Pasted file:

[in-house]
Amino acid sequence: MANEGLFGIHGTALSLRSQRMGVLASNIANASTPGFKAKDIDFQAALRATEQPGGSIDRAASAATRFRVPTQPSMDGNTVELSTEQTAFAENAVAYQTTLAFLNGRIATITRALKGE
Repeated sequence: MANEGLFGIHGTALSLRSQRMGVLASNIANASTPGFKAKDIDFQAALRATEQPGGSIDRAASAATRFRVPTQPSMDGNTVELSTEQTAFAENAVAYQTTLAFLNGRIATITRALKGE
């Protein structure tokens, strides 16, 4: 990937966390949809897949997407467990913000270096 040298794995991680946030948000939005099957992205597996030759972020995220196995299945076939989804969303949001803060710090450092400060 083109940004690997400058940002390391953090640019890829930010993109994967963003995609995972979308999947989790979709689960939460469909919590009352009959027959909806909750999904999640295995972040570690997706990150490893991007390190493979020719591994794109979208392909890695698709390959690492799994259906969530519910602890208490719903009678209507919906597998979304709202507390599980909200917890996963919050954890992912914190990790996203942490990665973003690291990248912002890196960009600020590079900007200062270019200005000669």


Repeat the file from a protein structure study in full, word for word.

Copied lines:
[in-house]
Amino acid sequence: MANEGLFGIHGTALSLRSQRMGVLASNIANASTPGFKAKDIDFQAALRATEQPGGSIDRAASAATRFRVPTQPSMDGNTVELSTEQTAFAENAVAYQTTLAFLNGRIATITRALKGE
Repeated sequence: MANEGLFGIHGTALSLRSQRMGVLASNIANASTPGFKAKDIDFQAALRATEQPGGSIDRAASAATRFRVPTQPSMDGNTVELSTEQTAFAENAVAYQTTLAFLNGRIATITRALKGE
């Protein structure tokens, strides 16, 4: 990937966390949809897949997407467990913000270096 040298794995991680946030948000939005099957992205597996030759972020995220196995299945076939989804969303949001803060710090450092400060 083109940004690997400058940002390391953090640019890829930010993109994967963003995609995972979308999947989790979709689960939460469909919590009352009959027959909806909750999904999640295995972040570690997706990150490893991007390190493979020719591994794109979208392909890695698709390959690492799994259906969530519910602890208490719903009678209507919906597998979304709202507390599980909200917890996963919050954890992912914190990790996203942490990665973003690291990248912002890196960009600020590079900007200062270019200005000669």